By Lisa Bryant
First woman, first African and only the second chief prosecutor of the still-young International Criminal Court, The Gambia’s Fatou Bensouda left office yesterday both praised for pushing The Hague tribunal’s boundaries as court of last resort, and skewered for key setbacks under her watch.
Under her nine-year tenure, Bensouda secured groundbreaking convictions, including the first-ever indictment defining an attack on cultural heritage as a war crime.
But she also lost high-profile cases against Côte d’Ivoire’s ex-president, Laurent Gbagbo, and former Congolese vice president Jean-Pierre Bemba. Early in her tenure, Bensouda saw charges dropped against Kenyan President Uhuru Kenyatta and Vice President William Ruto over post-election violence, for reasons including alleged political interference.
British lawyer Karim Khan, who defended Ruto in the case, takes over as chief prosecutor.
If Bensouda’s legacy is mixed, one thing is clear: It hasn’t been an easy ride for the 60-year-old lawyer and former justice minister.
During her tenure, several African countries threatened to withdraw from the ICC, calling its probes unfairly focused on Africa. The Trump administration sanctioned Bensouda last year over an Afghanistan probe, and analysts say the ICC’s ambitions dwarf its budget. Meanwhile, a scathing independent report described a “culture of fear,” bullying and sexual harassment at the ICC, among other problems.
Yet Bensouda has her cheerleaders.
“Bensouda’s term has been marked by a real determination to expand the reach of the court,” says Elizabeth Evenson, associate international justice director at Human Rights Watch, saluting the prosecutor for also defending the court’s independence.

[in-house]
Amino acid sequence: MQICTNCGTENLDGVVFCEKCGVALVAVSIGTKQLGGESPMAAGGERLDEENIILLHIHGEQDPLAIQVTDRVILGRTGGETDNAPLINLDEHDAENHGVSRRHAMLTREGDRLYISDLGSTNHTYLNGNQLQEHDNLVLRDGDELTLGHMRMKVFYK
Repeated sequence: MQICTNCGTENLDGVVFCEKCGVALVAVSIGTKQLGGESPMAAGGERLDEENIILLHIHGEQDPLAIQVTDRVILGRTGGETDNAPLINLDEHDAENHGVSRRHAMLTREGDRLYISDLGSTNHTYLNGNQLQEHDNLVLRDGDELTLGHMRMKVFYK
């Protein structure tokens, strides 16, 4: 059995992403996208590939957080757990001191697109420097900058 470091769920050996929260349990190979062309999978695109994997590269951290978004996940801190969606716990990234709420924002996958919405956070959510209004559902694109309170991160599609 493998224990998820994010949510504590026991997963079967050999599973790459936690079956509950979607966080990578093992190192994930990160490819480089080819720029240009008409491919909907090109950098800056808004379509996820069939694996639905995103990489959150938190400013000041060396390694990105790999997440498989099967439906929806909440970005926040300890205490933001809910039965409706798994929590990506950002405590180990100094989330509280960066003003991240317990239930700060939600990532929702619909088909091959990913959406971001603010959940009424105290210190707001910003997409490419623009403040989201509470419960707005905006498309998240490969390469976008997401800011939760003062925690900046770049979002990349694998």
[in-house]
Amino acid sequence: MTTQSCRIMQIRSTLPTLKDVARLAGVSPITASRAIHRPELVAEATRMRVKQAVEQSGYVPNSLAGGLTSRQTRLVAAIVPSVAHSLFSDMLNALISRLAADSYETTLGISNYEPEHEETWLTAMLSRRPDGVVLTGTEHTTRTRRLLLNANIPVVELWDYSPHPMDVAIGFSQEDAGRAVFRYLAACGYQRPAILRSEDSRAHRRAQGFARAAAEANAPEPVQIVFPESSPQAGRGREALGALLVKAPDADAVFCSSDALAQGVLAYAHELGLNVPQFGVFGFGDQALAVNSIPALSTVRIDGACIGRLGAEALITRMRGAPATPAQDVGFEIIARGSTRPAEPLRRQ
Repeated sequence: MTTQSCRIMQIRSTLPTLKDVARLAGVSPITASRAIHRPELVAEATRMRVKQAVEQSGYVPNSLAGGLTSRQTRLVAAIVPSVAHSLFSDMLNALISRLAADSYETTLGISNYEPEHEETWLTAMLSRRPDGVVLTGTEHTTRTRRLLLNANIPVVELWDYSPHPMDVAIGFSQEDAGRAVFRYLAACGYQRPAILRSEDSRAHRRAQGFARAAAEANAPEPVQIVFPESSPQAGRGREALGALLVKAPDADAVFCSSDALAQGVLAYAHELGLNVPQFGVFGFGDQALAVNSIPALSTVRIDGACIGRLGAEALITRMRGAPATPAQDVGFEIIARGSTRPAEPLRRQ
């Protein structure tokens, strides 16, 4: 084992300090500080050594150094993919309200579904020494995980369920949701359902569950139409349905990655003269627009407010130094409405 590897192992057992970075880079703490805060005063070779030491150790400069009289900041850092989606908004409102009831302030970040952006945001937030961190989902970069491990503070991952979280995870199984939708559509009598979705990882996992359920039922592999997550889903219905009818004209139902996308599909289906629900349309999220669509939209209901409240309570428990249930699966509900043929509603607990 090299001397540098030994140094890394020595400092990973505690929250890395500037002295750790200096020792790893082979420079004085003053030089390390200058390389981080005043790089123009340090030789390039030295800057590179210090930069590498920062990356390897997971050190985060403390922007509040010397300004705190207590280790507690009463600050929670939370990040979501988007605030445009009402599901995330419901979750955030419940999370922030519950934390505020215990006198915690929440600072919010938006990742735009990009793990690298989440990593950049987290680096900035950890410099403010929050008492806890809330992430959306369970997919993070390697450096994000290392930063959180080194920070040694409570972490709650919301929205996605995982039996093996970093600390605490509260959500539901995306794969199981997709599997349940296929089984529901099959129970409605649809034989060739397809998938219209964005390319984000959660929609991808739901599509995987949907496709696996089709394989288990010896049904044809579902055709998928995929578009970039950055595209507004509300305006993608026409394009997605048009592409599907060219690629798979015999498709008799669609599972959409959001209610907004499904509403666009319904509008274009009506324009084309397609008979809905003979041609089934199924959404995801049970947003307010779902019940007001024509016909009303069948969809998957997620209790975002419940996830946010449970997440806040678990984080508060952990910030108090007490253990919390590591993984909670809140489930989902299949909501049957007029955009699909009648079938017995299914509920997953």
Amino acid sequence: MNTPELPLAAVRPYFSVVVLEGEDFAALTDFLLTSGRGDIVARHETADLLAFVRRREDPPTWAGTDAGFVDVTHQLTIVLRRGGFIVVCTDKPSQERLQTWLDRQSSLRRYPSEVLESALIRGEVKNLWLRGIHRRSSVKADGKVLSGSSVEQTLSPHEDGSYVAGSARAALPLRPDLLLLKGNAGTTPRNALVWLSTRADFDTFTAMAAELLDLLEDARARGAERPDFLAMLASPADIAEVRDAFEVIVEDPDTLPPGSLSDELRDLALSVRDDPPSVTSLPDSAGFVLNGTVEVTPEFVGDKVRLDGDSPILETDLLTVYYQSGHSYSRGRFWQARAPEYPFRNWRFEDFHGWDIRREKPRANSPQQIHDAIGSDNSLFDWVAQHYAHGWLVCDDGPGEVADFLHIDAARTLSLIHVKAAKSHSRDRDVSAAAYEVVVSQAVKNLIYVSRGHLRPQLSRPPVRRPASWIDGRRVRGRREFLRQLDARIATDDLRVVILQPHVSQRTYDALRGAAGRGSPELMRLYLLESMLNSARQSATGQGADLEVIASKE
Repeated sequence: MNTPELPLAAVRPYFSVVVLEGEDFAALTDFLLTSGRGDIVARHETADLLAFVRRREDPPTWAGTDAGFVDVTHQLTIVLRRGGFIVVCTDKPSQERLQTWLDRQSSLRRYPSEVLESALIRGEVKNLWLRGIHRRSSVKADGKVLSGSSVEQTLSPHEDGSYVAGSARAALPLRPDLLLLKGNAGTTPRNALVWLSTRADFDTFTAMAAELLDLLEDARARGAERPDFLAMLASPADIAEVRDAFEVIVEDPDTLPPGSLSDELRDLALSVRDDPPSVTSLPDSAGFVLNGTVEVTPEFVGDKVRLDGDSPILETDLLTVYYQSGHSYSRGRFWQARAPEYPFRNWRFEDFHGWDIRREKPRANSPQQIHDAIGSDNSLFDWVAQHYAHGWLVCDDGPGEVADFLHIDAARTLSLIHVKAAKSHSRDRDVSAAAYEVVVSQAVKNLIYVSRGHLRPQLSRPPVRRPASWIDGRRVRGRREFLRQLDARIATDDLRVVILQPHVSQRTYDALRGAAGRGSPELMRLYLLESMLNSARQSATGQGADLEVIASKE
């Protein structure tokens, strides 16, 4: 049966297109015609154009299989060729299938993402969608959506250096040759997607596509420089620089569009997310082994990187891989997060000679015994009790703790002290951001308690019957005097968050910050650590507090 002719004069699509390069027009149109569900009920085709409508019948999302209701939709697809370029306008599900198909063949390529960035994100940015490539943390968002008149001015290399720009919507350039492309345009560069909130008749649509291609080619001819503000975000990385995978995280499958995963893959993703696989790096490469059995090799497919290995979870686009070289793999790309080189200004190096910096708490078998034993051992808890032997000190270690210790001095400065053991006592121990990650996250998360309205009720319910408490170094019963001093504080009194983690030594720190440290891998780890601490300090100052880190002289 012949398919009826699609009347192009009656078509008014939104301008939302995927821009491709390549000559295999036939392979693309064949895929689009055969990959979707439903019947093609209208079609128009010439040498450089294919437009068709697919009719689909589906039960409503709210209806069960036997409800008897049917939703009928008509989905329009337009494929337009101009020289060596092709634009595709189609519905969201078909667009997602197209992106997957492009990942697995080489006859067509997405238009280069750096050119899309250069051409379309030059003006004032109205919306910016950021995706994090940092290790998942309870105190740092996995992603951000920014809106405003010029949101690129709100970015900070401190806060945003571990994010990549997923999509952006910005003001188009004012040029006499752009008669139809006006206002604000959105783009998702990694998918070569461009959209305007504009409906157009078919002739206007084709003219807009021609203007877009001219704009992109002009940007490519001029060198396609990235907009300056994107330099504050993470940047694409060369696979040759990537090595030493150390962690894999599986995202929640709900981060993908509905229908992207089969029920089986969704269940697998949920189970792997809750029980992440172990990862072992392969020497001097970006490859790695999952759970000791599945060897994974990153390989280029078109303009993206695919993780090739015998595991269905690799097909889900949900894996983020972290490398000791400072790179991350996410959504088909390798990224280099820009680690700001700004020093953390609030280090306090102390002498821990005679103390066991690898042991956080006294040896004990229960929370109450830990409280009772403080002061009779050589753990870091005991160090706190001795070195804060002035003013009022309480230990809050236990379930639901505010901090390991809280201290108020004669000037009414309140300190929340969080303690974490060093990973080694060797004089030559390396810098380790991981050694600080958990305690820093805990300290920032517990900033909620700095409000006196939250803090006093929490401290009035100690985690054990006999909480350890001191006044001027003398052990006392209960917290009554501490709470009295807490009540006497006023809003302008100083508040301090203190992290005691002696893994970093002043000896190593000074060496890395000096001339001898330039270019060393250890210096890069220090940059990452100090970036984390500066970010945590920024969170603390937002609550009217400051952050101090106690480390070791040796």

Still, Evenson added of the court more broadly, “there have been disappointments, there have been setbacks. The ICC has not lived up to expectations.”
Al-Haq, an independent Palestinian human rights organisation based in Ramallah, lauds her courage to stand strong in the face of the United States’ attacks on her legitimacy with her mandate, and Israel-led smear campaigns to discredit the court.
Beyond sub-Saharan Africa
Bensouda’s tenure may be better remembered for cases outside of sub-Saharan Africa. She has opened or considered probes in Libya and Venezuela, into Israeli actions in the Palestinian territories, and for alleged crimes against the Rohingya in Myanmar and Bangladesh.
France’s leading Le Monde newspaper called Bensouda “courageous” in withstanding political pressure.
In 2016, Bensouda won a landmark case against Malian jihadist Ahmad Al Faqi Al Mahdi, now serving a nine-year sentence for leading the destruction against cultural and religious shrines in Timbuktu, a Unesco world heritage site.